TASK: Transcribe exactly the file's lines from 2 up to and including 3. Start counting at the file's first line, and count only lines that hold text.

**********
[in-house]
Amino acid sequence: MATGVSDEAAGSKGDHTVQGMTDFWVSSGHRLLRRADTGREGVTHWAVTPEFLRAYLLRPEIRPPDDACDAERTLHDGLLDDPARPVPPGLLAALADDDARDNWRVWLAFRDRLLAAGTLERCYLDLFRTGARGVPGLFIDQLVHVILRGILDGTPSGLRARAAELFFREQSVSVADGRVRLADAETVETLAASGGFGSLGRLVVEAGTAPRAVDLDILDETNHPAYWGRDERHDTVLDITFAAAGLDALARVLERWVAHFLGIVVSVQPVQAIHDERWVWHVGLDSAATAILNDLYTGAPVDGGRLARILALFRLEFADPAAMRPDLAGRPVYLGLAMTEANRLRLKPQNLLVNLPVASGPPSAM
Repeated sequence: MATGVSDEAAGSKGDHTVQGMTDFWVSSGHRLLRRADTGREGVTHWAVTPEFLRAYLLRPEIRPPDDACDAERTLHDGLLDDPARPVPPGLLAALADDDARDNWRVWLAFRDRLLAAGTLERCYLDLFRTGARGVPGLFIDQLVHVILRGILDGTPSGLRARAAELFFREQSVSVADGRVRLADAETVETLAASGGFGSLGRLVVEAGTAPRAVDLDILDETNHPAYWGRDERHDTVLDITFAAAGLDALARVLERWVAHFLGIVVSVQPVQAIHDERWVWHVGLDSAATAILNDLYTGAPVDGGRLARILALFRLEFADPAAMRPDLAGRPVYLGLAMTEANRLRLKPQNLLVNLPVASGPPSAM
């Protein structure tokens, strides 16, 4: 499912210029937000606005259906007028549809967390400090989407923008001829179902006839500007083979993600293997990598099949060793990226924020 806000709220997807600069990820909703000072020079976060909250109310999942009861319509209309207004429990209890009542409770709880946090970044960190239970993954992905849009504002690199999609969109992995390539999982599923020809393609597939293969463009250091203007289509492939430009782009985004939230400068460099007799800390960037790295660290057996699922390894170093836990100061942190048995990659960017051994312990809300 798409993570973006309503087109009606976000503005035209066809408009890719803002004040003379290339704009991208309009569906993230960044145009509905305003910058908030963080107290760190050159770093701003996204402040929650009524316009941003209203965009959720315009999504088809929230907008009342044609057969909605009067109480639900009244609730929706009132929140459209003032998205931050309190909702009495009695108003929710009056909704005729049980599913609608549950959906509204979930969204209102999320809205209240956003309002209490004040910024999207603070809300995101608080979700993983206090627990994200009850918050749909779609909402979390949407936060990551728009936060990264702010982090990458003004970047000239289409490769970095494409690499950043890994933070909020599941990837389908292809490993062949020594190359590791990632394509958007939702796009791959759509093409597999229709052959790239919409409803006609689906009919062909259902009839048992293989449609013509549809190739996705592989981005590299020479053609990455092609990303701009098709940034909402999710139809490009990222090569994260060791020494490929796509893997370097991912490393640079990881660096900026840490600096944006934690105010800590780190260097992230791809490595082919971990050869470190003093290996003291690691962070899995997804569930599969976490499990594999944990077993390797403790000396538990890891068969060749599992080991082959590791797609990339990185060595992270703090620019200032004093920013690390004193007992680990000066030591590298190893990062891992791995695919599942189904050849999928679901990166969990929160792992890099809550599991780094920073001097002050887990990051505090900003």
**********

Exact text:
Amino acid sequence: MATGVSDEAAGSKGDHTVQGMTDFWVSSGHRLLRRADTGREGVTHWAVTPEFLRAYLLRPEIRPPDDACDAERTLHDGLLDDPARPVPPGLLAALADDDARDNWRVWLAFRDRLLAAGTLERCYLDLFRTGARGVPGLFIDQLVHVILRGILDGTPSGLRARAAELFFREQSVSVADGRVRLADAETVETLAASGGFGSLGRLVVEAGTAPRAVDLDILDETNHPAYWGRDERHDTVLDITFAAAGLDALARVLERWVAHFLGIVVSVQPVQAIHDERWVWHVGLDSAATAILNDLYTGAPVDGGRLARILALFRLEFADPAAMRPDLAGRPVYLGLAMTEANRLRLKPQNLLVNLPVASGPPSAM
Repeated sequence: MATGVSDEAAGSKGDHTVQGMTDFWVSSGHRLLRRADTGREGVTHWAVTPEFLRAYLLRPEIRPPDDACDAERTLHDGLLDDPARPVPPGLLAALADDDARDNWRVWLAFRDRLLAAGTLERCYLDLFRTGARGVPGLFIDQLVHVILRGILDGTPSGLRARAAELFFREQSVSVADGRVRLADAETVETLAASGGFGSLGRLVVEAGTAPRAVDLDILDETNHPAYWGRDERHDTVLDITFAAAGLDALARVLERWVAHFLGIVVSVQPVQAIHDERWVWHVGLDSAATAILNDLYTGAPVDGGRLARILALFRLEFADPAAMRPDLAGRPVYLGLAMTEANRLRLKPQNLLVNLPVASGPPSAM